By making his life as a reparation offering, he shall see his offspring, shall lengthen his days, 
         and the LORD’s will shall be accomplished through him.
Because of his anguish he shall see the light; because of his knowledge he shall be content. 
My servant, the just one, shall justify the many, their iniquity he shall bear.
                                      Isaiah 53 NABRE

The addition of one word - light  - suddenly brought insight into not just the Qumranites, but the words of Isaiah as well.  Light is something tangible, but also symbolic - to "see the light" is to see the way; from the agony that Jesus' experienced, all see the way to God.

 On to the exhibit!

These fragments hold so much information into the history of Judaism and Christianity.  It was so exciting to see these bits of theology and history.  The first part of the exhibit is a narrated showing of how and where they were found.  It was a near 360-degree panorama to envelop you in the experience.
Next was an area where we were able to take photographs.  Hundreds of artifacts were on exhibit.

Qumran Dead Sea Scrolls pottery
 Pottery found in the caves of Qumran. These are believed to have held at least some of the scrolls.

Qumran altars
 Near: Altars found in Qumran ruins, likely used in communal worship.
Far: A bathing tub found in the ruins, perhaps part of a ritual bath area.

temple bathing tub

(Don't worry, we didn't break any rules.  The "No Photography" was a reminder for the next room where the scroll fragments themselves were housed.)

 Pottery vessels used for holding drinking water

 Idolic statues

home altars
 Small altars, likely used in home worship

The third room contained the scroll fragments themselves.  Of course, no photography is permitted in that room at all.  The fragments are laid out in a circle, with the text of the scrolls and an enlarged photograph translated beside them.  Each piece's significance is also explained. 

Also on display is a huge stone from the Temple Wall in Jerusalem.  Around it, other stones are stacked into a wall, and one can write a message to God and tuck it in the wall, with the promise that they will be placed into the Western Wall.  As incredible as it was to view the scrolls, this opportunity was equally exciting.  When Neal and I were married, his parents gifted us with a honeymoon to the Holy Land.  Tradition holds that what is written and slid between the stones is between only God and the writer, so I will not share details of what I wrote then, or at this opportunity, but I will share that part of my prayer this time included gratitude for God granting me what I asked the first time.  It's not quite the same as placing it there in person, but it was a wonderful opportunity for Luke and Matthew to better visualize what we have talked about, and to participate in their own way.  There is also a live-feed camera showing people praying at the Wall.  Luke was amazed at how many people were there - when we were watching, it was nearly 10:00 pm in Jerusalem, yet there were as many people praying there as if it was still mid-afternoon. You can see a similar feed here at Window on the Wall.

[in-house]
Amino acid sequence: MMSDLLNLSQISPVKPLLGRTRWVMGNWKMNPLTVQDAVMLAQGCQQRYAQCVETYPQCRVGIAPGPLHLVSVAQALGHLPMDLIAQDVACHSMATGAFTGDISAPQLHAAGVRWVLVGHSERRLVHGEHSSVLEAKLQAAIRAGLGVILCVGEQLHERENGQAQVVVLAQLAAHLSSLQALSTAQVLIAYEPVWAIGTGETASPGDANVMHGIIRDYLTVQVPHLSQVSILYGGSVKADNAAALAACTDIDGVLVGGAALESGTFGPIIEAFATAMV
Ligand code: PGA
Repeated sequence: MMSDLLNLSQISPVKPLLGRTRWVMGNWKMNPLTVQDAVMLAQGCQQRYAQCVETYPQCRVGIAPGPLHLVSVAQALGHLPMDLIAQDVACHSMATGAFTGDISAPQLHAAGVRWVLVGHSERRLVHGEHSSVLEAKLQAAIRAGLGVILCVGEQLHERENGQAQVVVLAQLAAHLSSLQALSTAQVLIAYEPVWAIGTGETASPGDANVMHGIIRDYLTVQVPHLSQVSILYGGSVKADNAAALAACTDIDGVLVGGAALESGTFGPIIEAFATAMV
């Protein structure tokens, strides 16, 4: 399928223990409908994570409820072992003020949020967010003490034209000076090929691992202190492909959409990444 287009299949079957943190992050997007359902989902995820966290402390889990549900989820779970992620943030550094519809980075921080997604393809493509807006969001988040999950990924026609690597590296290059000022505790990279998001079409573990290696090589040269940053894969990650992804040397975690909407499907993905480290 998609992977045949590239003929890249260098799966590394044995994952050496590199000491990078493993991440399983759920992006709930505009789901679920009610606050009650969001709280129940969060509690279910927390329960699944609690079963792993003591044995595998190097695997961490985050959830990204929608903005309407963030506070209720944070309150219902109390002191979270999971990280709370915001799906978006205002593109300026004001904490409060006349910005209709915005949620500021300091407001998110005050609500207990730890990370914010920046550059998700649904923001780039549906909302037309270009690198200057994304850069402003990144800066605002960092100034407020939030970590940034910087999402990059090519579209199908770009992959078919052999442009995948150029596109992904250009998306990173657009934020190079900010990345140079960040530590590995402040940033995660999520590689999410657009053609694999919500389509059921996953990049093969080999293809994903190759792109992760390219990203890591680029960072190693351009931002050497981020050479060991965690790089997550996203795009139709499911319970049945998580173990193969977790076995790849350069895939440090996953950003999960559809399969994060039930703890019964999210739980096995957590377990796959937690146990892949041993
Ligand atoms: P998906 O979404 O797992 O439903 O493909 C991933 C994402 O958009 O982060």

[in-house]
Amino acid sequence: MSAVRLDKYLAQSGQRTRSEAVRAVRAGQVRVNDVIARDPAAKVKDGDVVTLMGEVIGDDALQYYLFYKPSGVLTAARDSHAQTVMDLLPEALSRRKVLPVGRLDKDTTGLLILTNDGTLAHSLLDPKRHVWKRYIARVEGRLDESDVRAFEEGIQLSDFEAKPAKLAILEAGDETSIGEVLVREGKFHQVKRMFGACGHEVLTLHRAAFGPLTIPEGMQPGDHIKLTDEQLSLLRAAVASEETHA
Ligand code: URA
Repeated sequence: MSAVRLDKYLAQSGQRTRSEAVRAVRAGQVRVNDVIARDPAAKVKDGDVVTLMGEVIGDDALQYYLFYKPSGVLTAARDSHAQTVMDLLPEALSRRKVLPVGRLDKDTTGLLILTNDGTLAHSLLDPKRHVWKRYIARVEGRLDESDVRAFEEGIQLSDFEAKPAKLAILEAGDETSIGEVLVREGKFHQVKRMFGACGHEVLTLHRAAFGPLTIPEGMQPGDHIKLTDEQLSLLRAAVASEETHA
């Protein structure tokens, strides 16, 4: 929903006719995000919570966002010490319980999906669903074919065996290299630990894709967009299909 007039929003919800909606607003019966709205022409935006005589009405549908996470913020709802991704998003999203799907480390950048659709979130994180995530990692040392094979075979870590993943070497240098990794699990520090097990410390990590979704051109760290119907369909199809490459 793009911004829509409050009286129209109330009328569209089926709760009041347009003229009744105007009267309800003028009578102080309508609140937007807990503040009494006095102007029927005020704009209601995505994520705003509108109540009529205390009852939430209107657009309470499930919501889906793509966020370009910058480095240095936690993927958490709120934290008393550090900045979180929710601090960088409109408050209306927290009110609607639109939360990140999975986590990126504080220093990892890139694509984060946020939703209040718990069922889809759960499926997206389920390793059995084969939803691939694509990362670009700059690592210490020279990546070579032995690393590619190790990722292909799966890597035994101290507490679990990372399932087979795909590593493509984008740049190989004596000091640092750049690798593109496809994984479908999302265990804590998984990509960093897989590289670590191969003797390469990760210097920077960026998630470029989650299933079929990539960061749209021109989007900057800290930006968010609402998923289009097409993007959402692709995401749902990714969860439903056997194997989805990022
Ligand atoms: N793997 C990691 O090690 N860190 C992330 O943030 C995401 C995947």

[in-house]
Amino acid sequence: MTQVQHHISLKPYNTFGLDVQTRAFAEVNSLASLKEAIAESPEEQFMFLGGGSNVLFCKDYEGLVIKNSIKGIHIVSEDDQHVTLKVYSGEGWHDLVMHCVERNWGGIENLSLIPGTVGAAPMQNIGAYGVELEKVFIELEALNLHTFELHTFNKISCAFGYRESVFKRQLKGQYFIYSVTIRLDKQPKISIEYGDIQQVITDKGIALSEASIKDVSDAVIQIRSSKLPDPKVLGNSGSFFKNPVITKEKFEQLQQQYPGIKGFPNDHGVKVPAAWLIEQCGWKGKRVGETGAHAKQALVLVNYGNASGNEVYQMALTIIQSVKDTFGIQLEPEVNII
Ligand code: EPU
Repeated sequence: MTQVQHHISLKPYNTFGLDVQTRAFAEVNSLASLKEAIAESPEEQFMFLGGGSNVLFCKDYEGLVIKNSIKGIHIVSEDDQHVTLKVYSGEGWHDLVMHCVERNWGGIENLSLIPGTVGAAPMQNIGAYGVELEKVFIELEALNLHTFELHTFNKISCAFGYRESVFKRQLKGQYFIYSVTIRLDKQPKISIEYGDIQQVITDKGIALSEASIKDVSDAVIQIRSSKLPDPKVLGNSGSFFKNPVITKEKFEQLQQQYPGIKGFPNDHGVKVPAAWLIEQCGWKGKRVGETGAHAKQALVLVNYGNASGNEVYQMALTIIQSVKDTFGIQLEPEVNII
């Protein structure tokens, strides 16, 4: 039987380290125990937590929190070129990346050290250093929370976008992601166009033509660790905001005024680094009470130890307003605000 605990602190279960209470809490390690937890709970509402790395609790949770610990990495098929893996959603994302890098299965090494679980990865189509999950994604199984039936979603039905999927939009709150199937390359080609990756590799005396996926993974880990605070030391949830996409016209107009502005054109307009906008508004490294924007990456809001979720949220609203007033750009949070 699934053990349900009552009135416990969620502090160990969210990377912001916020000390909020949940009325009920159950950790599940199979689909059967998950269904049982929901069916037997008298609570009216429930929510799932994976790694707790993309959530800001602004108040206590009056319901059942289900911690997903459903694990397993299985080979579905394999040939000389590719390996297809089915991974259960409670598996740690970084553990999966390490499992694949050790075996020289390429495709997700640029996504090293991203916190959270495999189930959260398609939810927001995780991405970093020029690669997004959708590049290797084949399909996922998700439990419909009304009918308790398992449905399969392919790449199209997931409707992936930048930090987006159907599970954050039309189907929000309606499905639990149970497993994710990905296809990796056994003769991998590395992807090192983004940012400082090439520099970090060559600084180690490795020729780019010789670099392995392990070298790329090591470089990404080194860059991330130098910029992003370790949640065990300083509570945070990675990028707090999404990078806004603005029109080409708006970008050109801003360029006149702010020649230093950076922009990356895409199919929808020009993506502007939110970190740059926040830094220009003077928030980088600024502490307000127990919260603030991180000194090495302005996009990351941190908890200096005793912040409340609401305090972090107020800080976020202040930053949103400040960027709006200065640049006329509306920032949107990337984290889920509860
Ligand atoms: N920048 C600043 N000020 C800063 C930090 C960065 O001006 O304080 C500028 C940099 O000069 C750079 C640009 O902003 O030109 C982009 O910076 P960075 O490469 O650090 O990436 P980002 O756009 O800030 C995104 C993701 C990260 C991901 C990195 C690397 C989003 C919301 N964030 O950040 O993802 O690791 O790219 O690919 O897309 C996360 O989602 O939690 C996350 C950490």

If you have the opportunity to see the Dead Sea Scrolls in person, I hope you will go.  Whether you view them from a religious perspective or simply with a secular archaeology eye, they and the other artifacts from Qumran that are on exhibit are really an amazing look at history!


  1. Wow! That is a really neat surprise!

  2. We went last year in November when it was here in Ohio in Cincinnati :) it was awesome. I was trying to find my blog post but I must not have written it like I thought I did :(

  3. That was an awesome trip. Thanks for sharing it. It was a good thing you got photos of the other artifacts. I would have loved to see photos of the scrolls themselves.
    Warmly, Mary

  4. Meg, what an amazing excursion and experience! I wish we could have gotten to the Franklin Institute to see them, as well. :-( Your post was so informative, as well. Thanks for linking up with Field Trip Friday!